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Chapter 6 : Series Solutions to Differential Equations

In this chapter we will finally be looking at nonconstant coefficient differential equations. While we won’t cover all possibilities in this chapter we will be looking at two of the more common methods for dealing with this kind of differential equation.

The first method that we’ll be taking a look at, series solutions, will actually find a series representation for the solution instead of the solution itself. You first saw something like this when you looked at Taylor series in your Calculus class. As we will see however, these won’t work for every differential equation.

The second method that we’ll look at will only work for a special class of differential equations. This special case will cover some of the cases in which series solutions can’t be used.

Here is a brief listing of the topics in this chapter.

Review : Power Series – In this section we give a brief review of some of the basics of power series. Included are discussions of using the Ratio Test to determine if a power series will converge, adding/subtracting power series, differentiating power series and index shifts for power series.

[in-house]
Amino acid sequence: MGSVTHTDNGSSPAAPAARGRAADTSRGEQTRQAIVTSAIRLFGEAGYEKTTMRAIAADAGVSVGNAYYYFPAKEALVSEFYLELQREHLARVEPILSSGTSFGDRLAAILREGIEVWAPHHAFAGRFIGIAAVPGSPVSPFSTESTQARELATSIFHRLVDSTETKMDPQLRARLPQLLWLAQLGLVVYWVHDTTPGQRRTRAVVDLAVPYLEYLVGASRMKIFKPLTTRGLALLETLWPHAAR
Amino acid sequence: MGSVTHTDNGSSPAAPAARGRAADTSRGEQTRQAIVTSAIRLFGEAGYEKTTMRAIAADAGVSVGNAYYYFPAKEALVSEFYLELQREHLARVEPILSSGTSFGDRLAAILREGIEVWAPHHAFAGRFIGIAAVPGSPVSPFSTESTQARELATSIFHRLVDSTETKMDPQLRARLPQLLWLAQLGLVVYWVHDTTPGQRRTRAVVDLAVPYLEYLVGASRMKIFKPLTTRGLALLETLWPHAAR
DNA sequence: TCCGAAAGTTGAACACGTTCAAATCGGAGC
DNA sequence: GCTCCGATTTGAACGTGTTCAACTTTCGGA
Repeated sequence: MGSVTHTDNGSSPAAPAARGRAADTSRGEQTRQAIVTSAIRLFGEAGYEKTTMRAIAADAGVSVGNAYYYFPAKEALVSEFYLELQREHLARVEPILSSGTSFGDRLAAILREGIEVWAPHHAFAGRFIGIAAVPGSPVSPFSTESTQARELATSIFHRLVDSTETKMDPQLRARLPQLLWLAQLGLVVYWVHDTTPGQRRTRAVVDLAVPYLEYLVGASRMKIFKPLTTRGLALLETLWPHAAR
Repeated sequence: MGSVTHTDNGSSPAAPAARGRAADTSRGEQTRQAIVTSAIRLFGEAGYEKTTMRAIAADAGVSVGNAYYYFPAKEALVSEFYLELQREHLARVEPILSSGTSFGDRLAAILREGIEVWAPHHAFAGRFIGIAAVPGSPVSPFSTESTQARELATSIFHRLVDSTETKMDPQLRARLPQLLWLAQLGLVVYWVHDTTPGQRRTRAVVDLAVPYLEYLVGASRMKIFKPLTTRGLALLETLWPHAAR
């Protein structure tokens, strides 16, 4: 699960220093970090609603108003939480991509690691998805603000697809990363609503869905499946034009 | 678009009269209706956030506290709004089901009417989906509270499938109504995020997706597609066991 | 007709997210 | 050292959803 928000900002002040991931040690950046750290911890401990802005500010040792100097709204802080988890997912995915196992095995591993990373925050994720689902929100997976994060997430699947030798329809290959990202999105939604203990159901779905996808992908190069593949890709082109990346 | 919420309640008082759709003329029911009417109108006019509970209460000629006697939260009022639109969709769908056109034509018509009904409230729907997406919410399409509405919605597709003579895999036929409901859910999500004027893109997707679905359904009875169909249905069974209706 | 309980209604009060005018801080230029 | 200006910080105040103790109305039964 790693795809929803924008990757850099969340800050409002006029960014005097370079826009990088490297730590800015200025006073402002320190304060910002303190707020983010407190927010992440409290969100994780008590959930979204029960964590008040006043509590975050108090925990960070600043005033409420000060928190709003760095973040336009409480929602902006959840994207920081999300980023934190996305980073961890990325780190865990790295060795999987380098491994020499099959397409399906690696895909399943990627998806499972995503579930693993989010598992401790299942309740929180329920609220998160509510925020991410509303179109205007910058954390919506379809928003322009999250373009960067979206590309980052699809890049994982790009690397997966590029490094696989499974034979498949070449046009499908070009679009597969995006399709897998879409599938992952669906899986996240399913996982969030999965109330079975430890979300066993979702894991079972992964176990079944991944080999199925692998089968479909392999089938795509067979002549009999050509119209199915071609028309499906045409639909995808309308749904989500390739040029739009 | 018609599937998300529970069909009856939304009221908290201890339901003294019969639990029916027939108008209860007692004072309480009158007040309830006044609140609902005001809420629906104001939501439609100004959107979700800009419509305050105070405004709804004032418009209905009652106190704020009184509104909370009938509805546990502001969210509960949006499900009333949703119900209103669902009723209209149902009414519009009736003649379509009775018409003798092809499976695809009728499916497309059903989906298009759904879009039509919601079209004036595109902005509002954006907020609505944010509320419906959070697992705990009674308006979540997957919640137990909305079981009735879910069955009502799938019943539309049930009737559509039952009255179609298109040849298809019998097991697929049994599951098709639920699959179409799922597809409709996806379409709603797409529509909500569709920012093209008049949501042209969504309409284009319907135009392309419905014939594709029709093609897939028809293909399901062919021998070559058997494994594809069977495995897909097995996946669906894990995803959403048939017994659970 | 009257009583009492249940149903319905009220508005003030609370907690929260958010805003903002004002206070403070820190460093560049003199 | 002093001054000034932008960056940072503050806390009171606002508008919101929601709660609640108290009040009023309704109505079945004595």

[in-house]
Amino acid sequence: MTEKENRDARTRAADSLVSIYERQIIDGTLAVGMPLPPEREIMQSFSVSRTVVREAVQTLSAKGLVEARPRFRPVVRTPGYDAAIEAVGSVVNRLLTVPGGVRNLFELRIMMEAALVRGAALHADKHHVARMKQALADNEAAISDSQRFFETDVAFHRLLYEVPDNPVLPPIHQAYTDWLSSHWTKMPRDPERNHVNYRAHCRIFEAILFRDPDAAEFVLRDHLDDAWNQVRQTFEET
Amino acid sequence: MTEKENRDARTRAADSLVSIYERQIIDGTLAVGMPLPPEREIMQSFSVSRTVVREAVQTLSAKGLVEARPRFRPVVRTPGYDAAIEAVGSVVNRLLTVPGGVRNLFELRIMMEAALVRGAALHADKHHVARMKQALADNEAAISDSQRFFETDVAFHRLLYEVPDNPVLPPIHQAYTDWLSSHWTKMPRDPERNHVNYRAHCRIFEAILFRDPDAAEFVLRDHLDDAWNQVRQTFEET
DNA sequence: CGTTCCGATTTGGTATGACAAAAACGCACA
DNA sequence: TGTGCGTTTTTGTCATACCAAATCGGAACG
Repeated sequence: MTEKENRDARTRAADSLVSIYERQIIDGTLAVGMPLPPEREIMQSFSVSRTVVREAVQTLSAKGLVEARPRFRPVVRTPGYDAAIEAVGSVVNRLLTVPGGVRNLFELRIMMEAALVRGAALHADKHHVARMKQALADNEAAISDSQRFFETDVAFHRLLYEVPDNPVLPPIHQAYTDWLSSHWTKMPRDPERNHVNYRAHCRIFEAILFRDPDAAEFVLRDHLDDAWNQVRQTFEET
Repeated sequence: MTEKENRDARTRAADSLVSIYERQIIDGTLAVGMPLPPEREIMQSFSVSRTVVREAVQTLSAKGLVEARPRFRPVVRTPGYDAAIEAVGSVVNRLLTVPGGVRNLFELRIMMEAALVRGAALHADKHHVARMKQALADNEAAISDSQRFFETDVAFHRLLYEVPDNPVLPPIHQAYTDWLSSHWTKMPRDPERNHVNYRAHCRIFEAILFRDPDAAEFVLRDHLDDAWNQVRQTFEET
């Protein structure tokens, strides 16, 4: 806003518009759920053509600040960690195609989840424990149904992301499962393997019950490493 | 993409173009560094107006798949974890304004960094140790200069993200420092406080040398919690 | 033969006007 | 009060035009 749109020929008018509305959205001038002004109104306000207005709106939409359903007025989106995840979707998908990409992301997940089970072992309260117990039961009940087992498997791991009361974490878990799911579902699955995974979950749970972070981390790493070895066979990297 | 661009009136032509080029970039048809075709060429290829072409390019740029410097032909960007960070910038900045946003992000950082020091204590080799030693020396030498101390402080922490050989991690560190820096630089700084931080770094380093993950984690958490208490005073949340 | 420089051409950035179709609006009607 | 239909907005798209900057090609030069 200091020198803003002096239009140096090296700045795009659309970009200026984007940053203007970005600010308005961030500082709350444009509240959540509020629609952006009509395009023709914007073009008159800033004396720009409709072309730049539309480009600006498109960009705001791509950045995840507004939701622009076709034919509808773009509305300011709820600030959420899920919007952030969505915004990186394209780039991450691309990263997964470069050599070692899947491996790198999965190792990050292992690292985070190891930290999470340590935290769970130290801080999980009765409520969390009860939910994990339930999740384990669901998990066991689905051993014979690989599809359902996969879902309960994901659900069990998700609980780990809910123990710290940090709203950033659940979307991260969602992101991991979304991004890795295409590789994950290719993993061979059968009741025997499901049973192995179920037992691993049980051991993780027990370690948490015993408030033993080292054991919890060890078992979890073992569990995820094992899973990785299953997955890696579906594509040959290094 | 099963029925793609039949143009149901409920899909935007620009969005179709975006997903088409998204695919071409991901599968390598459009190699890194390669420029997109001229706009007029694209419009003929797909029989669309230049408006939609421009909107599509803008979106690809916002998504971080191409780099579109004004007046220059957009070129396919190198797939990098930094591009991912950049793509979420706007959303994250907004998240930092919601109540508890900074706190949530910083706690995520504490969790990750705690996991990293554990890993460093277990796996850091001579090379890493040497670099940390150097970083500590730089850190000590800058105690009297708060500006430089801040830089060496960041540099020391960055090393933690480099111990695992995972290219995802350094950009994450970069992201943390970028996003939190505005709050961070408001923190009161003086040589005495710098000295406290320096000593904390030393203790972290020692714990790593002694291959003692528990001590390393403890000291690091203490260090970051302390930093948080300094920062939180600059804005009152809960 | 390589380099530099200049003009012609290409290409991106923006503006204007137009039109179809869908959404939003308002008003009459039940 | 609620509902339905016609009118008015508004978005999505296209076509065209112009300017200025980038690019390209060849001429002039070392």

Review : Taylor Series – In this section we give a quick reminder on how to construct the Taylor series for a function. Included are derivations for the Taylor series of \({\bf e}^{x}\) and \(\cos(x)\) about \(x = 0\) as well as showing how to write down the Taylor series for a polynomial.

Series Solutions – In this section we define ordinary and singular points for a differential equation. We also show who to construct a series solution for a differential equation about an ordinary point. The method illustrated in this section is useful in solving, or at least getting an approximation of the solution, differential equations with coefficients that are not constant.

Euler Equations – In this section we will discuss how to solve Euler’s differential equation, \(ax^{2}y'' + b x y' +c y = 0\). Note that while this does not involve a series solution it is included in the series solution chapter because it illustrates how to get a solution to at least one type of differential equation at a singular point.